These days I get a lot of inquiry about converting ‘Knocked Up’ into a movie. I do understand that most of the books have always found a special place in a readers heart and mind and they want to see the same being translated onto the silver screen. However, after watching ‘Eat Love Pray’ I have a different view point altogether.
‘Eat Love Pray’ – The book written by Elizabeth Gilbert found a special place in the readers heart which in turn made the book one of the bestsellers of this decade. The book connected with the readers because everyone at one point of time in life has faced similar situations or dilemmas like trouble in finding what we actually want in life and difficulty in understanding who we really are. Our quest for deeper meanings in life keeps us going but there comes a stage when nothing seems satiable. We identified with Liz’s character.
The movie although adapted from the book looses the heart and falls flat on the face. The story that germinated in Elizabeth Gilberts brain and the story that Ryan Murphy interpreted in his own style and understanding doesn’t match at all.

Eat Pray Love the film, on the contrary, fails miserably at conveying the emotional turmoil of Liz, the turmoil that forces her to leave everything behind and romance loneliness instead. The cause of her mental upheaval that forces her to disconnect from her familiar world stays mysterious and so do her woes.

Liz (Julia Roberts) in her mid 30’s is unhappy. She is unhappy with a husband who loves her deeply. She is unhappy with her successful career as a travel writer. She is unhappy in the company of good friends who’ve always supported her. She is unhappy in her post-marital relationship with a younger David (James Franco) who’s crazy about her. Liz is basically unhappy with herself as she longs to find ‘balance’ in her life. She thus sets for Italy-India-Bali voyage to find herself.
You fail to understand what Liz lacks in life in the first place. As said before, Murphy’s poor script only makes Liz’s woes look pointless. Her 12 month voyage to three different countries in order to find her ‘balance’ thus seems futile. The horrid script also fails to establish the other characters, let alone the central character. Most of the back stories have been chopped off. The scenes have no connect with each other, story struggles when it shuttles between past-present and absurd is what this makes the film look like in the end. You feel nothing for the protagonist or anybody you see onscreen.
Loads of stereotypes further disappoint you. Italians are always happy and love to indulge in animated conversations, Buffaloes, cows and elephants need to be in every frame of the film’s picturisation in India (wonder how they forgot snakes) and love has to happen with the man who rammed you off the road.
Italy chapter seems clichéd, India further clichéd and the only chapter of the film that works to a certain extent is Bali, thanks to a gorgeous Javier Bardem and the beautiful green locales of Bali. Perhaps Murphy should have chosen just the ‘love’ section of the book for his film!

Julia Roberts apparently chose to play Elizabeth Gilbert without meeting the author as she didn’t want to imitate her. Somehow the actor’s experiment doesn’t work as she seems disconnected from the character she portrays. The 43 year old superstar also looks a tad too old to play Liz who is in her early 30’s. Javier Bardem does his job well as Liz’s Bali lover and seems to have established an expertise at wooing American women abroad. He did the same in Woody Allen’s Vicky Christina Barcelona, the later being a hugely superior film. Richard Jenkins as Liz’s spiritual advisor in India, impresses too.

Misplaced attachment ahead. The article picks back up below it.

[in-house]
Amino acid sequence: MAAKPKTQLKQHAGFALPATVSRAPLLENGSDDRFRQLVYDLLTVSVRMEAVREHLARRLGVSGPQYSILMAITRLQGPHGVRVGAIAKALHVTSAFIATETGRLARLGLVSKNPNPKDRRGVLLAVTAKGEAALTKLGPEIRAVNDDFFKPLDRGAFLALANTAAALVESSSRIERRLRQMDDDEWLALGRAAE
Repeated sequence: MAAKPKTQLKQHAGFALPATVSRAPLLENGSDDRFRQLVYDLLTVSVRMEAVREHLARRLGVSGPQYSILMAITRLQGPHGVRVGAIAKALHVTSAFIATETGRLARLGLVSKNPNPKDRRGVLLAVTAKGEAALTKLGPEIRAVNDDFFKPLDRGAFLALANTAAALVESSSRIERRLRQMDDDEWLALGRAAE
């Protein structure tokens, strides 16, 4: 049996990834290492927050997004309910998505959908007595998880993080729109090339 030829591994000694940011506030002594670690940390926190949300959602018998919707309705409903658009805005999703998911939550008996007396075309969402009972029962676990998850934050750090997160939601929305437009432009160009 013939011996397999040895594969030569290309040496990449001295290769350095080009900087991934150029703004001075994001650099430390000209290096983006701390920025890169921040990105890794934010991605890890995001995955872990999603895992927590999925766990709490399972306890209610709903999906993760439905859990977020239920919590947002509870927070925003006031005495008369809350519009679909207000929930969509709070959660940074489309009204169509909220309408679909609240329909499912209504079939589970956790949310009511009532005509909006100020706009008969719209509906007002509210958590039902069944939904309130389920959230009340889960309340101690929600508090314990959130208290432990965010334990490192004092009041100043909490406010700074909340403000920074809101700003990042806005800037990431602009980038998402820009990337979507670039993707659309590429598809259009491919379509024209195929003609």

Considering, a film based on ‘Soul searching’ and ‘self discovery’, Eat Pray Love is extremely shallow and absurd. You rack your brain throughout the never-ending film wondering whys and hows of Liz’s life, answers for which you never get. Pizza, Javier, Bali are the only things that make a drag like Eat Pray Love bearable.

So if ever my book gets converted into a movie I would see to it that I am totally involved with the creative process to keep a check on the understanding part between the director and the author; in this case ‘I’. So that the fans and readers who have liked my book shouldn’t feel cheated or disappointed….var zz=0;var sldsh=0; var bellyaddiv = ‘

‘; var stindex=100; var stp=150; var taglen=0; var tmp; var tagcheck = new Array(“div”,”span”,”br”,”font”,”a”); var storycontent = document.getElementById(“storydiv”).innerHTML; var firstpara = storycontent.substring(0,storycontent.toLowerCase().indexOf(” “)).toLowerCase(); function findptt(cnt){ zz++; if(zz == 10)return; var xxx=-1,yyy=-1; var ccnt = cnt; for(ii=0; ii < tagcheck.length; ii++){ xxx = ccnt.indexOf("<"+tagcheck[ii]); if(xxx != -1 && xxx < 150){ stp = stp; var tmp1 = ccnt.substring(ccnt.indexOf("”); if(yyy != -1){ taglen += yyy; stp = stp + yyy; yyy+=1; } break; taglen = taglen + tagcheck[ii].length + 3; } } if(xxx == -1 || xxx >= 150){ return; }else{ var tmp2 = ccnt.substring(0,xxx); tmp2 += ccnt.substring((yyy+xxx),ccnt.length); findptt(tmp2); } }findptt(firstpara); if(firstpara.length <= taglen + 150){ stp = firstpara.length; } var tmpminus=0; var tmpcon = storycontent.substring(0,stp); if(tmpcon.lastIndexOf("<") “)){ }else{ tmpminus = tmpcon.length – tmpcon.lastIndexOf(“<"); } stp = stp – tmpminus; tmpcon = storycontent.substring(0,stp); stp = tmpcon.lastIndexOf(' '); tmpcon = storycontent.substring(0,0) + bellyaddiv + storycontent.substring(0,storycontent.length); if(sldsh == 0 && doweshowbellyad != 1){}else{ document.getElementById("storydiv").innerHTML = tmpcon; }

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